By tully | "Boredom at Its Boredest" by Michael Tully December 28, 2009 at 4:09AM
(The Last Blunder is a humorous weekly serial detailing the making of a true independent filmmaking catastrophe. I hope all of you who read along find it entertaining and can relate to it to some degree. The names of the participants have been changed. Any comments, suggestions, compliments, or criticisms can be sent to damianATkaverasfilmDOTcom. Enjoy!)
The Last Blunder: Chapter 14 by Damian K. Lahey
As we were winding down another painful week of shooting, it was once again time for me to do payroll. This consisted of me walking to the bank and taking out twelve thousand dollars in cash. I would then take this napsack of cash to whatever location we were shooting at, divide the money up and put it into envelopes that I would in turn pass out to the crew at the end of the day. It was something I enjoyed doing and even though it wasn’t very much money – it always boosted the morale of the crew. On this particular pay day, I noticed the bank had given me two hundred and sixty five dollars more than it should have. I counted the money again and it still came out the same. The teller had obviously made a mistake. I did the rest of the payroll and put the envelopes in a duffel bag. I walked out onto set and located Biff, who looked pissed off at whatever was going on in front of him. I told him I had to go to the bank and correct the error they’d made. Biff laughed in my face and told me there was no way he was going to trust me to return the money and that he was coming along. While I was a little miffed that he didn’t trust me, I was more miffed that he was coming along as I’d planned on stopping at Slice of Life for lunch and a much needed drink. Now I was going to have to settle for whatever bullshit our poverty row catering company was going to be dishing out.
On the ride to the bank, Biff stewed in silence. He told me he was going to verify all the transactions I’d made. I told him to go right ahead. At the bank, Biff stood with me at the counter while the lady looked over my transactions, verified them, re-verified them and then validated for the 4th time that the previous teller had given me two hundred and sixty five dollars by mistake. Biff accepted what she told him, but was disappointed. He’d wanted to catch me red handed stealing from the production, so he could fire me and run me out of town, assuring his rise to becoming the independent film tycoon of Wilmington. He could have it as far as I was concerned.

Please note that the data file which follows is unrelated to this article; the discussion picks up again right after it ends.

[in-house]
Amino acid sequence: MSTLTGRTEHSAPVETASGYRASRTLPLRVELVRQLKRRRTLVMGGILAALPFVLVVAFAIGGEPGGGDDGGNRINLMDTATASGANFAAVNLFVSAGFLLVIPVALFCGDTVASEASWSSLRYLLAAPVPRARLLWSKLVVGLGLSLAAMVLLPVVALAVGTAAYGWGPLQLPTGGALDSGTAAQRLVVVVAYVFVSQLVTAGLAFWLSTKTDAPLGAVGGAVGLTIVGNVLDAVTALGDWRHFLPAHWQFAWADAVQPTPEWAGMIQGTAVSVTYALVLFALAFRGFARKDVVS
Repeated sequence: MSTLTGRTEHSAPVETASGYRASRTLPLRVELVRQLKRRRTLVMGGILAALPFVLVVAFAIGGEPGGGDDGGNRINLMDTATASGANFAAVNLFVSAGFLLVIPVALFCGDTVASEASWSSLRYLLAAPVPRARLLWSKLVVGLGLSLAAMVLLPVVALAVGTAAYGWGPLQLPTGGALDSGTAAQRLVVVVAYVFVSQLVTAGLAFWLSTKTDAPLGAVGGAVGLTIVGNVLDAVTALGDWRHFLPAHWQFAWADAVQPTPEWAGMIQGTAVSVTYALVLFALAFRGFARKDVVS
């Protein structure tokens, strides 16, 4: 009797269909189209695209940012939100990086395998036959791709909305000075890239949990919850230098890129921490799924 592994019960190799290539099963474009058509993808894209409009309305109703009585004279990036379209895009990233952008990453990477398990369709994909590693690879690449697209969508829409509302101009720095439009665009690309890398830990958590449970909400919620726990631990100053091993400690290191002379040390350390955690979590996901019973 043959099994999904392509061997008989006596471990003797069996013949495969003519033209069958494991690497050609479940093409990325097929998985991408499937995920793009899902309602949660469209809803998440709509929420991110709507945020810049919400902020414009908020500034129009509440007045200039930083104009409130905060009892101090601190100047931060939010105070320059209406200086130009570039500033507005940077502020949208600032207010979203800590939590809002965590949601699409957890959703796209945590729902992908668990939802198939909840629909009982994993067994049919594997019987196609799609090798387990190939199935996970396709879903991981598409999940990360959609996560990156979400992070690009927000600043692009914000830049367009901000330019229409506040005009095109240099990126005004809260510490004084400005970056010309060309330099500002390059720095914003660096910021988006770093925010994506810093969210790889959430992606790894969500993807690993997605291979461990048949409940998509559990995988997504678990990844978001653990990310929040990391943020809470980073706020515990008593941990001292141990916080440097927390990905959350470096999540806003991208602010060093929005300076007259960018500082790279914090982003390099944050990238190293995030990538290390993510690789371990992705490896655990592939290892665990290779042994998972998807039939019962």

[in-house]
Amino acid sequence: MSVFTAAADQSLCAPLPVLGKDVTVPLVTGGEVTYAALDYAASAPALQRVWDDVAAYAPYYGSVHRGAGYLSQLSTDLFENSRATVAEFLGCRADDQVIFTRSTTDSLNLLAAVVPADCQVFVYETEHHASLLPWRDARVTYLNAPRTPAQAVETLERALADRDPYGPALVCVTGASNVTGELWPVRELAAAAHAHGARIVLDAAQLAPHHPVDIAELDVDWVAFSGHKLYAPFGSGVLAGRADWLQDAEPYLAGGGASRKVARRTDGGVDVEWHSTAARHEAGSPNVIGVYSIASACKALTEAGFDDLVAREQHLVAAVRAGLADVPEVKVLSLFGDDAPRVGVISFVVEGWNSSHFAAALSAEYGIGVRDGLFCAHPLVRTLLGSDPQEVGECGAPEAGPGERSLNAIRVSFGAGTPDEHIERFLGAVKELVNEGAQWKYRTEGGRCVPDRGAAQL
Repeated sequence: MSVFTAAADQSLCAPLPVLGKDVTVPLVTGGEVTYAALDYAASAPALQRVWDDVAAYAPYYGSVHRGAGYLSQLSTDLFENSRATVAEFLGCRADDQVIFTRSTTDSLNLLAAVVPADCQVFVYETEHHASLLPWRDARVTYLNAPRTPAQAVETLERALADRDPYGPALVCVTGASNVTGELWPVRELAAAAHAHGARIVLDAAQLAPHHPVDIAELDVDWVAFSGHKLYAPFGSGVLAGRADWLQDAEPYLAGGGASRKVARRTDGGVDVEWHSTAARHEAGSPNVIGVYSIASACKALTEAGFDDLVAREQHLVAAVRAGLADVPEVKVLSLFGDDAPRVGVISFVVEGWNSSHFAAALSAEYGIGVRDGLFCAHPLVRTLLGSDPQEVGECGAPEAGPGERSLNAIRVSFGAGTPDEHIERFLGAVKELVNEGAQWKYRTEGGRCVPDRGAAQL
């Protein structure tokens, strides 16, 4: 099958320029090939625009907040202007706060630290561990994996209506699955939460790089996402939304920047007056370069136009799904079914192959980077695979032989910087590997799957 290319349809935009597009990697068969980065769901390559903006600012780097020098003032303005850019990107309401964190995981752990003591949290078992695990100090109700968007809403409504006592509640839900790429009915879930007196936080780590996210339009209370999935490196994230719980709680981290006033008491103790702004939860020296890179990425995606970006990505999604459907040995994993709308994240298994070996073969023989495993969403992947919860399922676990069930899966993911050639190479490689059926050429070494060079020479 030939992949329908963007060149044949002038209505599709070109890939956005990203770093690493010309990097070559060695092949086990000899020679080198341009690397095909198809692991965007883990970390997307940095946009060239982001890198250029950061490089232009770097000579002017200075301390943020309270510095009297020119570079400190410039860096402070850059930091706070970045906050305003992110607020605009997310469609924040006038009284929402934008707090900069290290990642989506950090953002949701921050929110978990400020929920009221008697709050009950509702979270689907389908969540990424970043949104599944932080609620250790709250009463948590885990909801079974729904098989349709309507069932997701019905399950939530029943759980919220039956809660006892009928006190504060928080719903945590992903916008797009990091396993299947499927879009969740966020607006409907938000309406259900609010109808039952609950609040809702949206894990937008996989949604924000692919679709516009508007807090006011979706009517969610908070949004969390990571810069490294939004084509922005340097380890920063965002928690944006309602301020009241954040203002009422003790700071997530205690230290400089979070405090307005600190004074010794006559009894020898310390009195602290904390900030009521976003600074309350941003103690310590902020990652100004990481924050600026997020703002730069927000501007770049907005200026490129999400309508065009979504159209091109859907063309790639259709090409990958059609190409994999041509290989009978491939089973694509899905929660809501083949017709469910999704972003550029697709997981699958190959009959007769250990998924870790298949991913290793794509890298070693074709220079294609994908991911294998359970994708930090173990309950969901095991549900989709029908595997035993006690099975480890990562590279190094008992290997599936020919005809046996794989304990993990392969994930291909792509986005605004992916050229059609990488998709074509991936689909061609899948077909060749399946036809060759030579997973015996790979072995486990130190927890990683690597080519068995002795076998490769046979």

On the way back to set, Biff told me he had plans for our day off. Randall Dillon’s girlfriend, Samantha, felt remorseful over the scene she’d caused the previous week and wanted to throw a barbecue for the crew that weekend. Since Samantha worked on “The Big Show” in town, Biff felt it would be politically savvy of him to chum up to her, so he could possibly get a gig on that show in the future. Biff told me not to invite Spanky, Shifto, or Studs. I told him not to worry. We went eight hours over schedule that day and it was painful. But at least I had envelopes of cash to give everybody at the end of the day.
Randall’s party was strange. While everyone else caught up on sleep, Morrison, Biff and I went over to Randall’s. Biff was happy there were some “Big Show” crew members milling about for him to dole out the schmooze to. There was a nice spread there and plenty of liquor. Samantha was dressed like every horny redneck’s dream – skin tight jeans and a leather halter top showing lots of cleavage. She kissed our asses shamelessly and kept telling everybody that Randall was such a great fuck she didn’t mind if he was constantly shit faced and smacked her around every once in a while. It was ‘his way’.
On his part, Randall was more drunk than ever thought possible. His favorite Lynyrd Skynyrd song was ‘Gimme Back My Bullets’. Before playing the song over and over again for two hours, Randall told us the story behind the song with a slurry passion. You see, back in the day, redneck rockers referred to top chart pop songs as ‘bullets’. For example, if your single was in the top ten you had a bullet, or straight bullet if you will. After being seen as cynical sell outs for their cheese box anthem ‘Workin’ For The MCA’, Skynyrd’s next couple singles were duds. So, in ‘Gimme Back My bullets’, Skynyrd called for their chart topping status to return to its former glory. It never happened. Randall blared the song on his ghetto blaster. He whooped and hollered, trying to conjure the spirits of his long dead rock heroes. There was an above ground swimming pool at Samantha’s that would’ve made any honky proud. Randall climbed up and asked everyone to go swimming with him. Before anyone could point out that the cover was still on the pool, Randall tossed his beer over his shoulder and jumped in. He flipped and flopped around in the blue tarp until he was helped out. Randall laughed his ass off and then played ‘Gimme Back My Bullets’ again and sang along as loud as he could. Biff was really embarrassed by his behavior, but no one else seemed to care.
Morrison and I hung out and talked about how miserable the shoot was until it got dark, and the crowd started to thin out. Biff looked exhausted from all the schmooze he’d been splashing around the place and was about ready to go. I could tell he hadn’t clinched a day job when The Last Blunder wrapped, but had made some good connections. As we were saying our goodbyes, we passed Randall Dillon, passed out on the kitchen floor with his pants down around his ankles snoring loudly. Samantha told us she’d wake him up later when she was ready ‘for a good ride’.
We had one more week to go before we ran out of money and it was going to be a long one.
(I want to thank everybody for reading and hope you continue to read as the misadventures of The Last Blunder continue next week...)